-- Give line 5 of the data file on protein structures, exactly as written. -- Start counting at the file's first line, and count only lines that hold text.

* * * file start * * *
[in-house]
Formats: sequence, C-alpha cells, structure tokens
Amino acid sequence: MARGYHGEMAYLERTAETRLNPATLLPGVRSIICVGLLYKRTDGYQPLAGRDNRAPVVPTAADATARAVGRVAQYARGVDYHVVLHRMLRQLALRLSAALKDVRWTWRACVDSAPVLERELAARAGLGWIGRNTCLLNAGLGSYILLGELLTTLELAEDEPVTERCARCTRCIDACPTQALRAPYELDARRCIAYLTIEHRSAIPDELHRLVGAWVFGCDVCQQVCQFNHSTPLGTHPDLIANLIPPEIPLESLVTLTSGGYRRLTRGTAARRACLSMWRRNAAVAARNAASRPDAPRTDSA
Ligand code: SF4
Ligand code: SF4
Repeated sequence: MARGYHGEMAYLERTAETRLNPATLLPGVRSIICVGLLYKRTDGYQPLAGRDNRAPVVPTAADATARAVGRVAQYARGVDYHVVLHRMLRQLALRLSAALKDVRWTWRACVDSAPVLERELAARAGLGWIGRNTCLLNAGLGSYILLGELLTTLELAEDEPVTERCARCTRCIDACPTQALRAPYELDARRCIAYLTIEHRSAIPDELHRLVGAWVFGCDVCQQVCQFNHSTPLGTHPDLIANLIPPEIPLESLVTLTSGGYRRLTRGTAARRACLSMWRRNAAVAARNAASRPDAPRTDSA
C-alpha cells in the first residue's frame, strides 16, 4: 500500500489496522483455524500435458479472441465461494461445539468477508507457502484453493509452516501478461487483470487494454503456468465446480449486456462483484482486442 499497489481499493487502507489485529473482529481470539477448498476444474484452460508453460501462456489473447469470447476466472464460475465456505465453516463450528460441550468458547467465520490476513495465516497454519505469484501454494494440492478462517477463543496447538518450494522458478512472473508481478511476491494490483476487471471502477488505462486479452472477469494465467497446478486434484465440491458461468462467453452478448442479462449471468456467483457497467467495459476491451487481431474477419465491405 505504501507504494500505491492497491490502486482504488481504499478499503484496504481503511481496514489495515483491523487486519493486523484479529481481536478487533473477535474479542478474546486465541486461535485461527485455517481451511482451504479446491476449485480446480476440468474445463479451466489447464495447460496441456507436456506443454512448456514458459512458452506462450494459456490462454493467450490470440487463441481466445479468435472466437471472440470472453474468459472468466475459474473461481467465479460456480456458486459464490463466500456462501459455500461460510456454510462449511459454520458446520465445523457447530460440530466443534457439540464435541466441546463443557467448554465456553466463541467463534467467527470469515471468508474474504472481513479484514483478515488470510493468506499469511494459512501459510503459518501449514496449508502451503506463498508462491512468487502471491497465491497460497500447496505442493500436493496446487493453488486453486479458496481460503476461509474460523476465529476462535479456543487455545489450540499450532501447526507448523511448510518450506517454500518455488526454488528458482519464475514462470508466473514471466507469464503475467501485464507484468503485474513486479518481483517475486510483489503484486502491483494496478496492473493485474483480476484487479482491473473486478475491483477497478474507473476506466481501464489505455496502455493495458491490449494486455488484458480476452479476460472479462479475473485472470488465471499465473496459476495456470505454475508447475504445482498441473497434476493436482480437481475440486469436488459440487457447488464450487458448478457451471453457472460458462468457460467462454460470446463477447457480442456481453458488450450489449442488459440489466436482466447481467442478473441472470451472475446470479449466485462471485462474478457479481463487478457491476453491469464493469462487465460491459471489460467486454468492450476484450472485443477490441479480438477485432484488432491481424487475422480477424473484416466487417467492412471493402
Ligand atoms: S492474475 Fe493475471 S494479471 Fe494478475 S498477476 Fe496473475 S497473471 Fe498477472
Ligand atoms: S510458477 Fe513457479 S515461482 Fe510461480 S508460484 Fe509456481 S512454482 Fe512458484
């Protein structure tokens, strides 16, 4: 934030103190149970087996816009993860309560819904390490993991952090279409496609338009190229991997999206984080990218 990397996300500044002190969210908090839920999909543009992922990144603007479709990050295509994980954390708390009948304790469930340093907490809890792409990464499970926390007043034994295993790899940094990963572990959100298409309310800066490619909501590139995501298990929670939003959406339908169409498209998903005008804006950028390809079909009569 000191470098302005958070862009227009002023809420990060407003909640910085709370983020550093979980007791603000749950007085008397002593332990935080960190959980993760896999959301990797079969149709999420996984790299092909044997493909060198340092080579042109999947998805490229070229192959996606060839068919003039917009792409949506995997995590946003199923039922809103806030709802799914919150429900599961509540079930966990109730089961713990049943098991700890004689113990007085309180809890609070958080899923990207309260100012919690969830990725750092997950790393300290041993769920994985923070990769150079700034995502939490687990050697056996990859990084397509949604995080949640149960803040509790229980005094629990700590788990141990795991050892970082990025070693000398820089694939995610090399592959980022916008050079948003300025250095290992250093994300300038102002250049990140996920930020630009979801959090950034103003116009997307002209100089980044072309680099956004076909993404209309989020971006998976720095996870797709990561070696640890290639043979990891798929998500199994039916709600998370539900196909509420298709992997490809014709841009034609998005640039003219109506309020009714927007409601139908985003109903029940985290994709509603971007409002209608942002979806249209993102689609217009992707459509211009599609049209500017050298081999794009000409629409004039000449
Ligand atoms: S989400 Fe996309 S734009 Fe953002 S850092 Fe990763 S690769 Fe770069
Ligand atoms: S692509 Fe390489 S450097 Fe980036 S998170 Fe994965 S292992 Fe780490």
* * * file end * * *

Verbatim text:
Ligand code: SF4